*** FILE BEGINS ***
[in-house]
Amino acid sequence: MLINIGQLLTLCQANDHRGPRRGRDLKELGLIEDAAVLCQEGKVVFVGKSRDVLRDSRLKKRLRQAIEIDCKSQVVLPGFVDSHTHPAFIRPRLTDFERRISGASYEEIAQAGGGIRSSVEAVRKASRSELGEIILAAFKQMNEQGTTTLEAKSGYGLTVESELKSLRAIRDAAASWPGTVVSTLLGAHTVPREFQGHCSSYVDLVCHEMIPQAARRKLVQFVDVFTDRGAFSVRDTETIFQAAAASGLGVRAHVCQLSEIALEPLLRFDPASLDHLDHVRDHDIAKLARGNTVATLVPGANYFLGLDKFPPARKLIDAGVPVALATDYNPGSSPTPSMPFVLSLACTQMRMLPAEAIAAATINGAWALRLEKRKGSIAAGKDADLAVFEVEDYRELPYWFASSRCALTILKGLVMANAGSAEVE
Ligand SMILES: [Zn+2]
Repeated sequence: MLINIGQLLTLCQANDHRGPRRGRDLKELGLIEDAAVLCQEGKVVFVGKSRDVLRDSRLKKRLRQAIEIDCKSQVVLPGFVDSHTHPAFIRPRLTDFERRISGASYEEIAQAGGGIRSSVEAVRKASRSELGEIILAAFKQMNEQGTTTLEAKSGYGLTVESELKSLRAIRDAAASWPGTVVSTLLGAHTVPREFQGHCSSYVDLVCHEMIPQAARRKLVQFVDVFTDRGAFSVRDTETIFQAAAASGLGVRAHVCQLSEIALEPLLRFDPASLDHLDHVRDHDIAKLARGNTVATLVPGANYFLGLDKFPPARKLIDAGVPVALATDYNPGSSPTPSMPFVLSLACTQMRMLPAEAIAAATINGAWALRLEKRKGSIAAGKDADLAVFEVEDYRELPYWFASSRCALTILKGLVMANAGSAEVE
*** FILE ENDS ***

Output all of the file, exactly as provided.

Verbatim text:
[in-house]
Amino acid sequence: MLINIGQLLTLCQANDHRGPRRGRDLKELGLIEDAAVLCQEGKVVFVGKSRDVLRDSRLKKRLRQAIEIDCKSQVVLPGFVDSHTHPAFIRPRLTDFERRISGASYEEIAQAGGGIRSSVEAVRKASRSELGEIILAAFKQMNEQGTTTLEAKSGYGLTVESELKSLRAIRDAAASWPGTVVSTLLGAHTVPREFQGHCSSYVDLVCHEMIPQAARRKLVQFVDVFTDRGAFSVRDTETIFQAAAASGLGVRAHVCQLSEIALEPLLRFDPASLDHLDHVRDHDIAKLARGNTVATLVPGANYFLGLDKFPPARKLIDAGVPVALATDYNPGSSPTPSMPFVLSLACTQMRMLPAEAIAAATINGAWALRLEKRKGSIAAGKDADLAVFEVEDYRELPYWFASSRCALTILKGLVMANAGSAEVE
Ligand SMILES: [Zn+2]
Repeated sequence: MLINIGQLLTLCQANDHRGPRRGRDLKELGLIEDAAVLCQEGKVVFVGKSRDVLRDSRLKKRLRQAIEIDCKSQVVLPGFVDSHTHPAFIRPRLTDFERRISGASYEEIAQAGGGIRSSVEAVRKASRSELGEIILAAFKQMNEQGTTTLEAKSGYGLTVESELKSLRAIRDAAASWPGTVVSTLLGAHTVPREFQGHCSSYVDLVCHEMIPQAARRKLVQFVDVFTDRGAFSVRDTETIFQAAAASGLGVRAHVCQLSEIALEPLLRFDPASLDHLDHVRDHDIAKLARGNTVATLVPGANYFLGLDKFPPARKLIDAGVPVALATDYNPGSSPTPSMPFVLSLACTQMRMLPAEAIAAATINGAWALRLEKRKGSIAAGKDADLAVFEVEDYRELPYWFASSRCALTILKGLVMANAGSAEVE